In the Euro Health Consumer Index, the Dutch healthcare system is considered the best. Although its construction was associated with high expenditures, they quickly paid for themselves. The Polish system also requires changes. EU funds - about PLN 12 billion - will be used to modernise the healthcare system in the coming years.
- Using EU funds is a great opportunity, especially for Poland, to optimize the healthcare system. You have learned a lot, drawing on the experience of other countries. Look at the Dutch system, take from us what we have done well, and at the same time make this improvement - convinces Newseria Biznes Guy Peeters, a health care expert and chairman of the Dutch Federation of Medical Universities.
As he stresses, thanks to the use of EU funds, health care in each European country should be at a similar level. However, there are still problems with this. In the EU financial perspective 2007-2013, Poland spent PLN 4.5 billion on health care investments co-financed from European funds. In the 2014-2020 perspective, this amount will be three times higher and will amount to about PLN 12 billion.
- The EU funds for health care provided to the voivodeships amount to about €1.5 billion. The best way for local governments to use them effectively is on the one hand to take into account their own needs and on the other hand to seek synergies with the national health system. In this way, the effects of outlays will be visible not only in a given voivodeship, but also in the entire health care system in Poland," says Anca-Andreea Calugaru from Schuman Associates.
Although, according to the expert, Poland has learnt to spend EU funds well and is ahead of a large part of the region's countries in this respect, it is necessary to improve cooperation between individual institutions. However, there is still much to be done in the field of health care. In the Euro Health Consumer ranking we took one of the last places, only Montenegro was behind us. The Netherlands has been on top for several years now.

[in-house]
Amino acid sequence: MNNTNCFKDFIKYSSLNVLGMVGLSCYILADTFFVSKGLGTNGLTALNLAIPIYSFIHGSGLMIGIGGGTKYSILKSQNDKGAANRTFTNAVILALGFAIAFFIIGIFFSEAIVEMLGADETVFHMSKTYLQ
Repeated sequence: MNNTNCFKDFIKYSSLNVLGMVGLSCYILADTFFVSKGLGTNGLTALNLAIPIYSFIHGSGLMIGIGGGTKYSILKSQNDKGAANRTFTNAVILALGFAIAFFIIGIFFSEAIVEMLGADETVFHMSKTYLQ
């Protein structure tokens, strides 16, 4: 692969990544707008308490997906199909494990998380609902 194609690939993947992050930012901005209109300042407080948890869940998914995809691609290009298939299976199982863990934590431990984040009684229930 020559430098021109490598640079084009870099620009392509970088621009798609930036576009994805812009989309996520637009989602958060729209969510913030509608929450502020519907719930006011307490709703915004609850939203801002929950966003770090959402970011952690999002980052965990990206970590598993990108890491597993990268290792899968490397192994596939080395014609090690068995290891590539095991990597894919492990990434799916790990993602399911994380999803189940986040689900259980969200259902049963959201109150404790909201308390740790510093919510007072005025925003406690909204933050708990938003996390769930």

- From the Dutch we can learn how to manage health care funds from the social security system. The Dutch system is very interesting because it combines private and public financing, what is more, once a year every citizen can change the insurer - indicates Ewa Sosnówka-Tkaczyk, head of the European Funds Department at the Medical University of Lublin.
Thanks to the health care reform of 2006, insurance companies are fighting for patients. Regardless of the income, each citizen can choose the institution which has its own contribution. Insurers fight for clients with the price and quality of insurance, and service providers compete for contracts with insurance companies.
- I was mainly impressed by the fact that the standard in the Netherlands is to reach the primary care doctor in 1 minute. In our country it looks a little different. For me these Dutch solutions are very simple. I think that the next teams should enter this Dutch system more and use it. Why should we bust a door that is long overdue in the Netherlands. These solutions have been tested since 1998, and we've been trying to do it from the beginning,' says Urszula Jaworska, President of the Urszula Jaworska Foundation.
In the Euro Health Consumer Index research, the Dutch healthcare system has for years been considered the best or the leading one. It is equally highly rated by the Dutch themselves. In 2008, i.e. after the reform, only 9.1% of citizens gave a score of less than 6 (on a 10-degree scale). Every fourth Dutch citizen described him as excellent.